The development of a psychodramatic practice can take place at any time from mid-way through training to well after becoming a practitioner. For some it may be the beginning of the process, for others an expansion of their process.
At some point, when training, a person begins to warm up to running a psychodrama group. Sometimes this beginning warm-up is kicked off by a colleague, or most often by a trainer. Sometimes the trainer appears to be facetious, or frivolous, in their recommendation perhaps because a straight recommendation might create a reactive response rather than a floating ‘let’s think about it for a bit’ easy going warm-up.
But at some point this warm-up process begins to lead a person towards taking the plunge: the plunge to run a psychodrama group where you are the group leader, the director, and the ‘most spontaneous person in the group’. Your own psychodrama group where group participants look to you for leadership, stimulation, beginnings, endings, next steps, permissions, good ideas, spontaneity training, and coaching on how to be an auxiliary. Your own groups where: each participant in that group trusts you, the leader, to take their subjective internal experiences and views of the world seriously. Your own groups where: depth emerges from creative spirits, new solutions come from rising spontaneity, and where relationships form, and re-form, and stimulate, and motivate. Your own groups where: intimacy evolves and grows. Your own groups where: you can realise that nothing is yours and all is co-created.
And then something happens …
The something that happens can be called a reactive fear, of which there are many unique and creative ones. Reactive fears such as: what if no one comes; what if I’m not the most spontaneous; what if I lose control; what if I’m over controlling; what if no one has a problem; what if everyone wants to do a drama at the same time; what if no one relates to one another; what if they don’t like each other; what if I have to do something?
Then the solutions that emerge from the interplay of the creative impulse (or disturbing motive) and the natural reluctance (or reactive fear) that emerges as a result of such a creative impulse are creative and plentiful, and, unfortunately, many are restrictive. The term ‘procrastination’ could legitimately be applied to many of the solutions. The procrastination scripts usually include fantasies about times in the future when there is the great luxury of more time, space for a group, families gone or sorted, finances stabilised, when the training has raised one to a significantly improved position of skill and capability, when people are clamoring to join a psychodrama group, when I’ve finished my degree, when I’ve started my degree, or when I’ve written my dissertation, or when I’ve written my social and cultural atom paper or systems paper. Then, THEN will be the time.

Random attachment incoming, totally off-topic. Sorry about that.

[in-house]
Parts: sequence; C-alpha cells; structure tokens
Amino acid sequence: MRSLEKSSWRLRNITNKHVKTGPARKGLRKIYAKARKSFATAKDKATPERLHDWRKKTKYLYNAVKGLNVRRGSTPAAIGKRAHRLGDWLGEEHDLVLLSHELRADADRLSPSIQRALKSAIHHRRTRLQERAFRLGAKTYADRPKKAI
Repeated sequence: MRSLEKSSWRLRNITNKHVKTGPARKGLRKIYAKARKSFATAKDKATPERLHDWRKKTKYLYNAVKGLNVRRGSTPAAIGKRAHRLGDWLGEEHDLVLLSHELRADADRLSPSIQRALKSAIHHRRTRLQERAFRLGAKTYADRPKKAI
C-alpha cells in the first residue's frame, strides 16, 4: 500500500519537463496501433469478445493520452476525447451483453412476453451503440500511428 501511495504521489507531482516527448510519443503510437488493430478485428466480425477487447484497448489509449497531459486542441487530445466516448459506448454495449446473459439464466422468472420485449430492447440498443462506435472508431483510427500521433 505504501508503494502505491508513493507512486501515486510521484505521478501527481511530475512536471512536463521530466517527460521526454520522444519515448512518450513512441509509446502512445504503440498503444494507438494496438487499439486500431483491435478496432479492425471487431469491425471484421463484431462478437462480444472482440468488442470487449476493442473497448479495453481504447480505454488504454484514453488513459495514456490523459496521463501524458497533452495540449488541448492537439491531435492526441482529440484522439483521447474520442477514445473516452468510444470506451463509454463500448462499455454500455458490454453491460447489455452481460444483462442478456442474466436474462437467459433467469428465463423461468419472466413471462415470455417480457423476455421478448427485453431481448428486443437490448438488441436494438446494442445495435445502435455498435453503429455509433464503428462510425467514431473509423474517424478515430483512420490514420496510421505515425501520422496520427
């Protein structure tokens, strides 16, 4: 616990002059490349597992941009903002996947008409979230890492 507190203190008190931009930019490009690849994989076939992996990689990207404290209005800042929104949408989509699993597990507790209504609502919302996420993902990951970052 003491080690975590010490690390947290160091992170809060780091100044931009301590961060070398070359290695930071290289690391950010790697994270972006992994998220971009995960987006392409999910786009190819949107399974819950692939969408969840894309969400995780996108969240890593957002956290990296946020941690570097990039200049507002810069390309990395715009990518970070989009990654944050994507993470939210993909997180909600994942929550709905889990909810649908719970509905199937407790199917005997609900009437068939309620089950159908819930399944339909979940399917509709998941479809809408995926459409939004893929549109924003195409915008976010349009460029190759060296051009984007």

As a consequence the groups are not adequately imagined, venue times remain un-booked, a program, flyer, or blurb, is not organised, supervision and advice is not sought, no marketing occurs, and before anyone knows it, Christmas comes and goes, a new year arrives … ah-well!
However I can assure you that these groups are more fun than being in a training group, or a self-development group. These groups are just wild.
The focus of this workshop is on developing a psychodramatic practice. We will investigate the value of running psychodrama groups drawing of folks experiences of being in them and of running them, different experiences of the reactive fears that can emerge and make it difficult to continue to create them, and the psychodrama method will be used to develop the spontaneity required for new, enabling solutions.
Participants can expect to develop new dreams, and take concrete steps towards running groups that use psychodrama and group processes. We will develop grounded warm-ups including plans to implement, in your own unique context. This may mean running groups at work, running groups for community concerns, running short term groups, or longer term groups.
This group will suit trainees, who are considering running groups, or practitioners who would like to branch out into running some or more self-development, or psycho-education groups that use group processes as well as psychodramatic methods as their prime methodology.
Peter Howie is the Executive Director of Psychodrama Australia, and the Director of Training at the Brisbane campus. He is also a psychodrama Trainer, Educator and Practitioner (AANZPA accredited). He has extensive experience in psychodrama training, organisational consulting and designing and running adult experiential training programs. He has spent over 20 years developing a range of group designs for running experiential psychodrama programs.
- Tue 20 Jan: 9.30am – 9.30pm
- Wed 21 Jan: 9.30am – 4pm